Rediscovering Adam Smith: 5 Questions for Biographer Nicholas Phillipson | Britannica Blog Adam Smith is revered as the father of modern economics and admired as one of the principal figures of the Scottish Enlightenment. That said, he is more admired than read these days; snippets from his Wealth of Nations are the fare of undergraduate economics and political science courses, but his other works are scarcely mentioned. Britannica contributing editor Gregory McNamee sat down with biographer Nicholas Phillipson, author of the recently published Adam Smith: An Enlightened Life, to find out why.
21st Century Regress Sometimes it seems like the world is going to hell and there's absolutely nothing a girl economist can do about it.
What Exactly Are We Crowding Out? The current economic downturn isn't a random draw of a black ball from an urn containing white balls and black balls. There's no sampling distribution. Very specific policies and actions landed us here. Now we must decide not only what policies need to be put in place to prevent it happening again, but also what policies would best drive us out of the ditch faster and sustainably.
I Wish It Were Only Butter We should be giving up some butter if we must. We should not give up education or health investment (or infrastructure or the environment (hello, BP). They may be the only legacies of any value that we pass on to our children and grandchildren.
Rational Health Investment? The obvious "market solution" is to improve the long run return on investments in health among the disadvantaged through meaningful and effective publicly funded education. The obvious short run "market solution" is to reduce the costs of investment and the shadow price of health for the disadvantaged by providing health insurance cover and reduced out-of-pocket costs.
The Socrates Parameter To the extent that our limbic systems respond to such engineering by over-riding the judgment of our frontal lobe and to the extent that our frontal lobe is deprived of the information it requires to make a rationally self-interested judgment, we are not only pigs and fools, we are slaves.
The Economic Rewards of Virtue If individual virtue tempers our "piggy" desires and conditions our choices to something that is both individually and socially better, then the economic rewards of virtue as embodied in and promoted by societal norms and institutions are far greater than we have ever suspected. As economists, we would do well to recognize this when we teach U max.
The Market for Morals Markets then are places where more is exchanged than goods and services, labor and product, credit, and interest. They are places where we also develop the personal virtues of temperance and prudence and the social virtues of benevolence and justice. When they function well, they produce trust, loyalty, and sympathy among those who trade there.
Post-Modern Applied Economics: It’s the Error Term, Stupid Maxine believes it’s time to refocus attention and discussion on the error term. It is often where much of the action is in our models. It is where unexpectedly catastrophic events dwell resulting in fat tails. It is where our animal spirits manifest and cause us to do the right thing or the wrong thing or the thing everyone else is doing rather than the self-interested, fully-informed rational thing. It is where God and miracles and chance dwell.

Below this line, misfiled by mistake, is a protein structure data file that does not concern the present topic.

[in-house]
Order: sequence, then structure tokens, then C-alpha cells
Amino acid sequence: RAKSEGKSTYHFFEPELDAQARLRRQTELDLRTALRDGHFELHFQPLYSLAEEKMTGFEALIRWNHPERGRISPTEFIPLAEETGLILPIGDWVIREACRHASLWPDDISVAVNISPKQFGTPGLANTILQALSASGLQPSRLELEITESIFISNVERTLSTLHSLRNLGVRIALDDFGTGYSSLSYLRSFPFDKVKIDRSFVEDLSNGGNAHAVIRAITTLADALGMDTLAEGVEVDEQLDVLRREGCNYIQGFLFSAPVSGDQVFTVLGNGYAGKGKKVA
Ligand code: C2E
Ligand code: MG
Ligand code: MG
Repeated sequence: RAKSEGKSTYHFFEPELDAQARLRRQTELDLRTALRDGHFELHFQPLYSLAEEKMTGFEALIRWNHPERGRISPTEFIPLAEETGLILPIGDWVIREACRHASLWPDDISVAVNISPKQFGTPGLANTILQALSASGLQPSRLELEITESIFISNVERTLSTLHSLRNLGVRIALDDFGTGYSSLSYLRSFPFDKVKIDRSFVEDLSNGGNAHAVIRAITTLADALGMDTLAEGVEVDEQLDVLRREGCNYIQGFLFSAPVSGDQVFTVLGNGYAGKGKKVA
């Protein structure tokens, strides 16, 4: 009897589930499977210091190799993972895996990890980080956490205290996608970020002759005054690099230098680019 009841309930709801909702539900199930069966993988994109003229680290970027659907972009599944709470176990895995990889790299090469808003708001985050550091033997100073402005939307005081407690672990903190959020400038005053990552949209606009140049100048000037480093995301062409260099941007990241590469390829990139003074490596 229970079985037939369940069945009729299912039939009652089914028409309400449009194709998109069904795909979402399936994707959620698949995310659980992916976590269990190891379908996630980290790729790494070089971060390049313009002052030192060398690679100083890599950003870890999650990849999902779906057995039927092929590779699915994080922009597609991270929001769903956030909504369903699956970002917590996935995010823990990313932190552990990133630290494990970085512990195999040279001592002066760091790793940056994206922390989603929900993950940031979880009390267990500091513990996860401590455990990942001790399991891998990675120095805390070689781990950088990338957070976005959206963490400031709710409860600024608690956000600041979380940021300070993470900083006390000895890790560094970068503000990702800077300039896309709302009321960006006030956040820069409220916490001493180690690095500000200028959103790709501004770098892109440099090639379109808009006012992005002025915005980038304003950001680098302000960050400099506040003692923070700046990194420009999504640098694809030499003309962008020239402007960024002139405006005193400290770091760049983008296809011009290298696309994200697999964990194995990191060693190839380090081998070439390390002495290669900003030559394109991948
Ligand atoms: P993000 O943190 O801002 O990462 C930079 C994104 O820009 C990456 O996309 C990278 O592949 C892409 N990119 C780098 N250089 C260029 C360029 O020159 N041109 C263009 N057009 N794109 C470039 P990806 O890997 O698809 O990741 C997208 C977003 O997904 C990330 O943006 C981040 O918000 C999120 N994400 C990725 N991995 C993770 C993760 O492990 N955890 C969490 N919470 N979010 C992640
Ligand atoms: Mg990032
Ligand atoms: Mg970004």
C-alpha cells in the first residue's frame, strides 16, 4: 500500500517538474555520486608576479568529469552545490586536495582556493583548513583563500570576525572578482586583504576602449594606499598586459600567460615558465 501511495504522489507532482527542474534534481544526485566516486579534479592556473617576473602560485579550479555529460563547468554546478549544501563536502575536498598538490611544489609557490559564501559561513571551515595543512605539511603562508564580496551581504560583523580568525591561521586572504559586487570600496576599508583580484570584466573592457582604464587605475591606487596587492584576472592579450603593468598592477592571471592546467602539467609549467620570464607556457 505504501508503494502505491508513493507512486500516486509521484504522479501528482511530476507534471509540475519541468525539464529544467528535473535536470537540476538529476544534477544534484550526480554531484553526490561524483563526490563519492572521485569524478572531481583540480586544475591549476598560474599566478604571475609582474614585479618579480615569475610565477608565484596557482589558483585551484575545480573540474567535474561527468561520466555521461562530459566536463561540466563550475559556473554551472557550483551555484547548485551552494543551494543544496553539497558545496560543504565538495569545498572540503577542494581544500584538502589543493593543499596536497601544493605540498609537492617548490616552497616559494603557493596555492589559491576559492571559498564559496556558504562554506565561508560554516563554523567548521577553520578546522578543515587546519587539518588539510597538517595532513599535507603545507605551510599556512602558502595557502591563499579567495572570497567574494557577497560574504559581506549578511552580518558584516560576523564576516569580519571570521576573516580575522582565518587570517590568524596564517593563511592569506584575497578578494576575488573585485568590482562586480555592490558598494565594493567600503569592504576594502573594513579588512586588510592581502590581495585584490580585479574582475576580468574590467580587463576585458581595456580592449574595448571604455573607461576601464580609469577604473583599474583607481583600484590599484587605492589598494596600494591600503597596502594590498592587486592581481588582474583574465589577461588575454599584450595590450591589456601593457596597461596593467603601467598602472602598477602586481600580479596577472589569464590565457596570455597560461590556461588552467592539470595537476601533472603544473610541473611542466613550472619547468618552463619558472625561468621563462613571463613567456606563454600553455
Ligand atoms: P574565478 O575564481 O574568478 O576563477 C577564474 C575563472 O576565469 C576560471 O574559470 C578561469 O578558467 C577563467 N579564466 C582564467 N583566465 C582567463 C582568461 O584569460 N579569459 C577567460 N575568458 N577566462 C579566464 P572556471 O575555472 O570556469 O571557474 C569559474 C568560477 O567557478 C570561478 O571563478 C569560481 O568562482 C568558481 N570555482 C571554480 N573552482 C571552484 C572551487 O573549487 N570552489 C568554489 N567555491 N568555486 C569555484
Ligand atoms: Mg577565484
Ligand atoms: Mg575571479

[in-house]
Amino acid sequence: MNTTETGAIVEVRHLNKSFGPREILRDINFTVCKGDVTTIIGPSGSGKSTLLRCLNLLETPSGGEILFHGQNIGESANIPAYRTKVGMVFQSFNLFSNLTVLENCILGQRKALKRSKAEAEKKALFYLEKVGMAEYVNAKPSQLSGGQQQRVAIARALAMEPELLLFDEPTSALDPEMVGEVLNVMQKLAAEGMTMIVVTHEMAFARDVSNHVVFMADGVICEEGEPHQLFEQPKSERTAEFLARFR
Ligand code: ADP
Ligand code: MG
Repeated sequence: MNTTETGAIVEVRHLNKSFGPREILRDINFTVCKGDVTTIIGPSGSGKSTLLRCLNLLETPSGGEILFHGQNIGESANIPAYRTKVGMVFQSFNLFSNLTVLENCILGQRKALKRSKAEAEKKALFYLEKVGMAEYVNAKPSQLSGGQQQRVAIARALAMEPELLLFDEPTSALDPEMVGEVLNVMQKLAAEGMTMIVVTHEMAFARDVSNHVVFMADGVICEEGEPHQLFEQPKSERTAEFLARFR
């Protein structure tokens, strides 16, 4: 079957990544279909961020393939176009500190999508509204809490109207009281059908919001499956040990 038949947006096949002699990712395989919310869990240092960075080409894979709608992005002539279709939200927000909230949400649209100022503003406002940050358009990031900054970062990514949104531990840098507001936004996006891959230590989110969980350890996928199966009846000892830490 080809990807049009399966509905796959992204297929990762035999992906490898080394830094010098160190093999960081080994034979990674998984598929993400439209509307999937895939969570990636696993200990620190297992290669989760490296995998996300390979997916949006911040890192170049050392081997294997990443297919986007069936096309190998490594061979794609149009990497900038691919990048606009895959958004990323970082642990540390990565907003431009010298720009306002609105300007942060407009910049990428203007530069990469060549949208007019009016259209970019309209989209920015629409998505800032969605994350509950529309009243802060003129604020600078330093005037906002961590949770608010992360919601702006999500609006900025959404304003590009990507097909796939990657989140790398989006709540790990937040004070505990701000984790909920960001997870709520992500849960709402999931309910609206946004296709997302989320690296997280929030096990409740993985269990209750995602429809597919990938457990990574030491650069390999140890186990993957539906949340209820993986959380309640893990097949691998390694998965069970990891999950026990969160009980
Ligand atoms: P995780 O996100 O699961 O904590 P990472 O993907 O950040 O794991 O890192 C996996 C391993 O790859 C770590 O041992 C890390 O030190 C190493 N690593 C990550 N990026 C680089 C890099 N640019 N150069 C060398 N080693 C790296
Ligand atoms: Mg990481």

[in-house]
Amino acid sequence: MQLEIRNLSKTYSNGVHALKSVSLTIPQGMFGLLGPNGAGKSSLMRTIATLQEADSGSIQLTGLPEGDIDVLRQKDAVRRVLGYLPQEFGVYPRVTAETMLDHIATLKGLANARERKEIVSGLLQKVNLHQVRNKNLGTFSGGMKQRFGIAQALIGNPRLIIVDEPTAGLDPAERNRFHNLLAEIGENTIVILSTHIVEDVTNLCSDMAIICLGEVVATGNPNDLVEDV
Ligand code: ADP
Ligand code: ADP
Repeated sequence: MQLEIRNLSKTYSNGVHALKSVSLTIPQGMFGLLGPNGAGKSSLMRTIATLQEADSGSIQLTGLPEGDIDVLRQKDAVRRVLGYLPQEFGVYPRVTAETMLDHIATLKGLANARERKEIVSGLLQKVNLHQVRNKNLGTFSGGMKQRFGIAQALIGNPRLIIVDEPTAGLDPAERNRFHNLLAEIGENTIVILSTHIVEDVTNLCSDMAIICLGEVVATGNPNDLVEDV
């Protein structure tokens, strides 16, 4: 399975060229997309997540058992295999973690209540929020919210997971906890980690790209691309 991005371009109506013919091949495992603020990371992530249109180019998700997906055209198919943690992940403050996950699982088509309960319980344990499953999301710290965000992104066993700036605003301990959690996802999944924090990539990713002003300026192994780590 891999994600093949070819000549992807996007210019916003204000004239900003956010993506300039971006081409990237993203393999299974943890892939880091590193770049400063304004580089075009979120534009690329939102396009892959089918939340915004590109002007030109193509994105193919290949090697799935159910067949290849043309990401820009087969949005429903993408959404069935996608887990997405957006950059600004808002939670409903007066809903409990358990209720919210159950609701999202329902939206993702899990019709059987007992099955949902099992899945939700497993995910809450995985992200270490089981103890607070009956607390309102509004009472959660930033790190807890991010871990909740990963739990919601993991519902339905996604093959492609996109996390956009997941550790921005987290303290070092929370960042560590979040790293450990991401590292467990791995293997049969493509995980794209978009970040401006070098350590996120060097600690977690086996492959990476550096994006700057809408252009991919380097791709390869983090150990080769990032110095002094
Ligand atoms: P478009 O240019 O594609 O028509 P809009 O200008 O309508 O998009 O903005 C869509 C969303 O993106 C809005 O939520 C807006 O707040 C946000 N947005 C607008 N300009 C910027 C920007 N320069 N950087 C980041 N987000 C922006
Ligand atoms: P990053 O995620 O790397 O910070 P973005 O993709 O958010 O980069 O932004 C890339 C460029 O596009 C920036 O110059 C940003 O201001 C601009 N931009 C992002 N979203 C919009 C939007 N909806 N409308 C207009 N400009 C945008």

Short-term Private Payoffs, Long-term Social Costs The real health reform discussion, the one we should be having, is “What must we do to create a health system that is both efficient and fair?” The answer will almost certainly include relegating the private sector to markets where market forces or regulation are effective at aligning short-term private incentives and goals with long-term societal interests. If such markets are scarce or non-existent in health, then the private health sector will be of limited value.
global glass onion Everything macro: the Fed, QE, debt & deficits, FX & and macro issues; banks, banksters & congress critters; the main street economy, including CRE, foreclosures, unemployment, state budgets and health care issues; &global issues, including the Chinese economy, world trade, energy and the environment, and peak oil.
Rajiv Sethi Barnard College, Columbia U, and Santa Fe Institute economist Rajiv Sethi's thoughts on economics, finance, crime and identity...
VOXEU Research-based policy analysis and commentary from leading economists
OMB Blog Director of OMB, Peter Orszag, blogs on health reform and health costs with more credibility than almost anyone else.
Health Impact Assessment Blog Interesting because it attempts to conceptualize health production as an expanded process with many causal factors, not all of them the obvious ones like medical care, nutrition, exercise, etc.
Mike Lawlor's Economics & Health Reform Blog Maxine thinks that Mike is a near-perfect boy economist because of his background in both economics and philosophy. He is always thoughtful, balanced, and theoretically sound.
Patience-Please Good blog for dog and horse lovers, creative writing lovers, music lovers, art lovers, and people who just want a quiet corner of the web where they can curl up for a good story, a good laugh, or a good cry.